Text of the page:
He talked about the creation of Soulistic Music as a way to own the masters of his work, and Gongbox as a platform for African music. “For the longest time we’ve been plugging in to everything the world has been bringing to us. I wanted to create a platform for myself where I know I own 100% of the music. There have been so many terrible stories about South African artists who were the biggest stars, but died with nothing,” he said.
“I wanted to change that first for myself… And learning from building my own brand with my team, I saw a need for a platform like Gongbox. If you were to go online today and search for one of our greatest artists from South Africa, and wanted to buy the music, you wouldn’t find it anywhere.”
But Gongbox is also a platform for all the content he creates, from videos to social posts. “It connects to encouraging artists to create their own labels. That’s what we want with Gongbox: we want artists to stop signing contracts with other people. We want artists to own their own music. And here is the platform for you: if you decide to make a song tonight… tell your people. Because by the way: you have more followers than the label that has signed you!”
The conversation turned to how Black Coffee has been working with an American company that provides him with advice on his social activity, and also creates content for him to post.
“To me social media is me waking up saying ‘today’s going to be lit!’ or what I’m going to have for lunch. But these people specialise in creating and curating content for you that talks to your markets. One of the things they said which I disagreed with at the time is ‘you need to stop posting your tweets in the morning,” he said.
“‘For you to grow, start posting around six in the afternoon, because that’s when America is waking up, and they’re starting their day on social media’. [After taking the advice] A few months down the line when we checked the stats, they were totally different – almost doubled actually – because we had someone specialising on this thing. And this is one thing I’m bringing on to Gongbox: understanding every artist and what they’re trying to do, and creating a platform where we can assist you, whether we create content for you or curating your content… and growing your following.”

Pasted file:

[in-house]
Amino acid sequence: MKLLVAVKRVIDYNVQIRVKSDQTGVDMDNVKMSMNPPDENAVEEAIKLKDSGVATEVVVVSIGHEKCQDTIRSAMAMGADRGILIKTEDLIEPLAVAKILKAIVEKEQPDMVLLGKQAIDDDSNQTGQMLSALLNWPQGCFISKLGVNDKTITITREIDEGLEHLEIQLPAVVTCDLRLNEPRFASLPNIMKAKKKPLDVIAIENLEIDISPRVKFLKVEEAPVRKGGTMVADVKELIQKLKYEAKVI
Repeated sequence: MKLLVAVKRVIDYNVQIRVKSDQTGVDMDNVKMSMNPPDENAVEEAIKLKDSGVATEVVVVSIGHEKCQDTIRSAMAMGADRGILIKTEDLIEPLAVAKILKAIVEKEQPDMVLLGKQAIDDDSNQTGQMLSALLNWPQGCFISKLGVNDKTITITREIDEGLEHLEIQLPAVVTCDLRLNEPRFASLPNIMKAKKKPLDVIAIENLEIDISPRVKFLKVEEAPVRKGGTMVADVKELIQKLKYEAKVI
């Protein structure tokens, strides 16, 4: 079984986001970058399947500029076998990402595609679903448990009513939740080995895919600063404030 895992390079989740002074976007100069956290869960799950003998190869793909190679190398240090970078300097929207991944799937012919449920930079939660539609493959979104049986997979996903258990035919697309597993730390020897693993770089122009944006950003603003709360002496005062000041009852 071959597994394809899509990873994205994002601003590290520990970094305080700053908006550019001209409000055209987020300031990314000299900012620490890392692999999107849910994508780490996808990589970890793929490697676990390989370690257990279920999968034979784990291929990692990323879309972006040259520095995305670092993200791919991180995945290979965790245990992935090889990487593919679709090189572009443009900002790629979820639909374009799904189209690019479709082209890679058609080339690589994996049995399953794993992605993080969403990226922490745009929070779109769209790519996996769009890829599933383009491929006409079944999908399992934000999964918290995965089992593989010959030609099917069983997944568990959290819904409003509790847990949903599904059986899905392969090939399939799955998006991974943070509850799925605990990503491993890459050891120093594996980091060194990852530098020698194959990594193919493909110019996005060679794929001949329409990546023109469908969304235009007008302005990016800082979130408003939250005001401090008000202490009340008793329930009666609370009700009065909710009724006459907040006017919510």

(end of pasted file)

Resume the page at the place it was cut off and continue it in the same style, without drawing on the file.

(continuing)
Black Coffee is also working on an Instagram-like social app with e-commerce features, where everything fans see, they’ll be able to buy instantly. And he’s also been investing in other startups: an ‘Uber for cleaning app’, for example. Just as he sees a space for Gongbox to thrive despite competition from giants like Apple Music, he sees potential for all kinds of African startups, even if they face wealthy western rivals.
“It’s hard to explain to the people how we Africans consume things,” he said, before criticising some of the patronising attitudes in the west towards African artists. “It’s bullshit! One of the things I’ve struggled with as an artist from there… next to my face on the poster [in the west] they’ll put the African mask and the bongoes and the congas,” he said.
“How do you put that flyer next to Kanye? Do you put chains and slaves next to him?! So we have developed so much, to a point where I look at the middle-class [in South Africa] compared to the middle-class of any country, and the people that I know, we are quite okay… I’m trying to change the narrative of the continent. How can we create things that work for us? How can we stop plugging in to things brought to us by other people.”
That includes Spotify, which recently launched in South Africa, and was hailed in some quarters as a saviour of the local music industry. “For how long do we need to be saved by other people? When are we going to start creating our own things? All the things that I get involved in are about changing the narrative… We need to make our own rules…”